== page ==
Sign up for tax alert emails    GTNU homepage    Tax newsroom    Email document    Print document    Download document

July 22, 2022
2022-5699

Report on recent US international tax developments 22 July 2022

The future of any budget reconciliation bill this year remains in doubt as the United States (US) Congress closes in on the August recess. Late last week, President Joe Biden issued a statement in which he called on Congress to pass a prescription drug bill immediately and indicated he would take executive action to address climate change if Congress does not act. The White House statement was in response to Senator Joe Manchin indicating that he would not support a budget reconciliation bill that includes climate change and tax increases (including international tax changes) at this time, following the latest high US inflation report. Senator Manchin said he would support a prescription drug bill, however. Senator Manchin reportedly left open the possibility of his support for passage of a broader reconciliation bill in September, but only if economic conditions ease.

Notwithstanding the new budget reconciliation landscape following Senator Manchin’s announcement, some top Democrats are not ruling out a reconciliation bill with climate policies and tax increases. Senate Finance Committee Chairman Ron Wyden released a statement on 18 July saying, in part: “Conversations on clean energy must continue to preserve our options to move forward. Nearly all of the clean energy credits have already expired, and it will be difficult to extend them at the end of the year.” The press reported this week that Democrats are expected to move on prescription drug and Affordable Care Act subsidies before the August recess. There remains some hope in the Democratic caucus that if US inflation eases, there may yet be a possibility to enact climate provisions.

Senator Manchin also threw a wrench in regard to the Organisation for Economic Co-operation and Development (OECD)-led global tax agreement, when he said he took Global Intangible Low-Taxed Income (GILTI) changes that would bring it in line with the Base Erosion and Profit Shifting (BEPS) Pillar Two 15% minimum tax off the table during recent reconciliation negotiations. While Senator Manchin said he agreed with a 15% minimum corporate tax, US inflation was too high to risk raising taxes at this time. He suggested he would look to August’s inflation numbers before making a final decision on the matter. The White House meanwhile this week played down fears that the OECD global tax agreement was in jeopardy.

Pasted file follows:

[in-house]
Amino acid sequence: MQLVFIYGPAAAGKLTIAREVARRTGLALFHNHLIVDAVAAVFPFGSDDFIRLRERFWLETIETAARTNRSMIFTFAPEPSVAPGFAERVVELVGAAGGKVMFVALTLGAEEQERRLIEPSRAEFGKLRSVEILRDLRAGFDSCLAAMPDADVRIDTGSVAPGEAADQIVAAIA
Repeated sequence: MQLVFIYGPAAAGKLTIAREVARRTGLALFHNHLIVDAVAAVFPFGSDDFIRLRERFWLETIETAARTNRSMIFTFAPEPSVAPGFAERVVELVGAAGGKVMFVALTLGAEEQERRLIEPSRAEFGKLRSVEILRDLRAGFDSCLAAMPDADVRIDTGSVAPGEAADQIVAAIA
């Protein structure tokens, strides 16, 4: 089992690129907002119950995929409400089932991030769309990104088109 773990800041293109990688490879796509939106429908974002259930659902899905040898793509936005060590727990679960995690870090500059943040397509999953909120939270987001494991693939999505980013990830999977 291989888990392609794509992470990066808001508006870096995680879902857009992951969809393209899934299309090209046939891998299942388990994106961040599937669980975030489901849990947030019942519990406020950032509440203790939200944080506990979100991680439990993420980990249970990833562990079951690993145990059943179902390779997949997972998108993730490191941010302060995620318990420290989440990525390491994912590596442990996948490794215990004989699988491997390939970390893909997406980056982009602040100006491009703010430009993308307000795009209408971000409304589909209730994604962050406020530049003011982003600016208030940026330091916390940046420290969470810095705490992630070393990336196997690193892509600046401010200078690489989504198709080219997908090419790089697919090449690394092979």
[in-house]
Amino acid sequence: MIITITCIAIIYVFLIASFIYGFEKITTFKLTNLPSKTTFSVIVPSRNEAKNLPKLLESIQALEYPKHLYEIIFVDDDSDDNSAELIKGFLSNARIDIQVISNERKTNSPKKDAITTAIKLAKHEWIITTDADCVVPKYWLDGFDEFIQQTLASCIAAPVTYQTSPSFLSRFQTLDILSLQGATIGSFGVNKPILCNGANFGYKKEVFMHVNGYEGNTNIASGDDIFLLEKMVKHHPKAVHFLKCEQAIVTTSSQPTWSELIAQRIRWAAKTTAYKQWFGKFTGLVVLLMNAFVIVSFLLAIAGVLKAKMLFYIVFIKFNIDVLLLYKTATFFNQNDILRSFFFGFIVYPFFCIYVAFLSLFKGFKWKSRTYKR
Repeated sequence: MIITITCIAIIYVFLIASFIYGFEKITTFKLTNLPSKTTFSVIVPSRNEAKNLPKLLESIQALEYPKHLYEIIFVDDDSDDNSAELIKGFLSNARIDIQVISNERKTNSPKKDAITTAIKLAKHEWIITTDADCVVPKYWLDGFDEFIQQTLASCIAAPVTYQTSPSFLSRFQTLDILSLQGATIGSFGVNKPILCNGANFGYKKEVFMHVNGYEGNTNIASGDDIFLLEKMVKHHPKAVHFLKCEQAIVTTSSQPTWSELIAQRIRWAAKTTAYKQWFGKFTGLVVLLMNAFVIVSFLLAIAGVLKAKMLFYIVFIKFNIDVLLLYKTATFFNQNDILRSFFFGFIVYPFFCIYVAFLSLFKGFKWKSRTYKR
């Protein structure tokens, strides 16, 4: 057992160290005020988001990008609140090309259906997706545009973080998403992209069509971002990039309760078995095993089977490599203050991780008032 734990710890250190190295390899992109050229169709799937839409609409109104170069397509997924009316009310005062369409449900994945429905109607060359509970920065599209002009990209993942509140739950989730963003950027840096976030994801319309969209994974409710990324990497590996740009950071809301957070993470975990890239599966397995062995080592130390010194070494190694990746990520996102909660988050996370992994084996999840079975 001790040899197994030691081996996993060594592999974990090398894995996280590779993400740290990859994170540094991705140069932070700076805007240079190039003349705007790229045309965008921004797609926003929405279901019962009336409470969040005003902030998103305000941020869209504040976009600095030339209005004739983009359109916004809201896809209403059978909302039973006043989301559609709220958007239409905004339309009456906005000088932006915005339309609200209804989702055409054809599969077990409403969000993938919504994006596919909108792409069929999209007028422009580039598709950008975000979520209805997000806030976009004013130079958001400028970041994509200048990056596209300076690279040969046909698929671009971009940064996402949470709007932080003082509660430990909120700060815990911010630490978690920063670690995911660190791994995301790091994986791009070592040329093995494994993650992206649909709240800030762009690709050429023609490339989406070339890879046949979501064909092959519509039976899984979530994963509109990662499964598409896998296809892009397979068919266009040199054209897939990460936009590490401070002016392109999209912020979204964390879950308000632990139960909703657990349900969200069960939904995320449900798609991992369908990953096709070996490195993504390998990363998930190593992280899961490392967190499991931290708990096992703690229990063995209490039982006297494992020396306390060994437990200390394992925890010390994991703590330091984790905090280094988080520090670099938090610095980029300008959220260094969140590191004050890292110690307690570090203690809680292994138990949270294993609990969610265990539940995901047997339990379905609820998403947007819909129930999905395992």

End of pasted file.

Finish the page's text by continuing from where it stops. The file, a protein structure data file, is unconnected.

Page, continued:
Treasury officially announced that the US Government on 8 July notified Hungary that it was terminating the US-Hungary tax treaty. According to the announcement, the treaty termination will be effective on 8 January 2023. Treaty termination provisions provide that the convention will cease to have effect with regard to withholding on 1 January 2024, and with respect to taxable periods beginning on or after 1 January 2024.

_________________________________________

For additional information with respect to this Alert, please contact the following:

Ernst & Young LLP (United States), International Tax and Transaction Services, Washington, DC

 
 

The information contained herein is general in nature and is not intended, and should not be construed, as legal, accounting or tax advice or opinion provided by Ernst & Young LLP to the reader. The reader also is cautioned that this material may not be applicable to, or suitable for, the reader's specific circumstances or needs, and may require consideration of non-tax and other tax factors if any action is to be contemplated. The reader should contact his or her Ernst & Young LLP or other tax professional prior to taking any action based upon this information. Ernst & Young LLP assumes no obligation to inform the reader of any changes in tax laws or other factors that could affect the information contained herein.

 

Copyright © 2023, Ernst & Young LLP.

 

All rights reserved. No part of this document may be reproduced, retransmitted or otherwise redistributed in any form or by any means, electronic or mechanical, including by photocopying, facsimile transmission, recording, rekeying, or using any information storage and retrieval system, without written permission from Ernst & Young LLP.

 

Any U.S. tax advice contained herein was not intended or written to be used, and cannot be used, by the recipient for the purpose of avoiding penalties that may be imposed under the Internal Revenue Code or applicable state or local tax law provisions.

 

"EY" refers to the global organisation, and may refer to one or more, of the member firms of Ernst & Young Global Limited, each of which is a separate legal entity. Ernst & Young Global Limited, a UK company limited by guarantee, does not provide services to clients.

 

Privacy  |  Cookies  |  BCR  |  Legal  |  Global Code of Conduct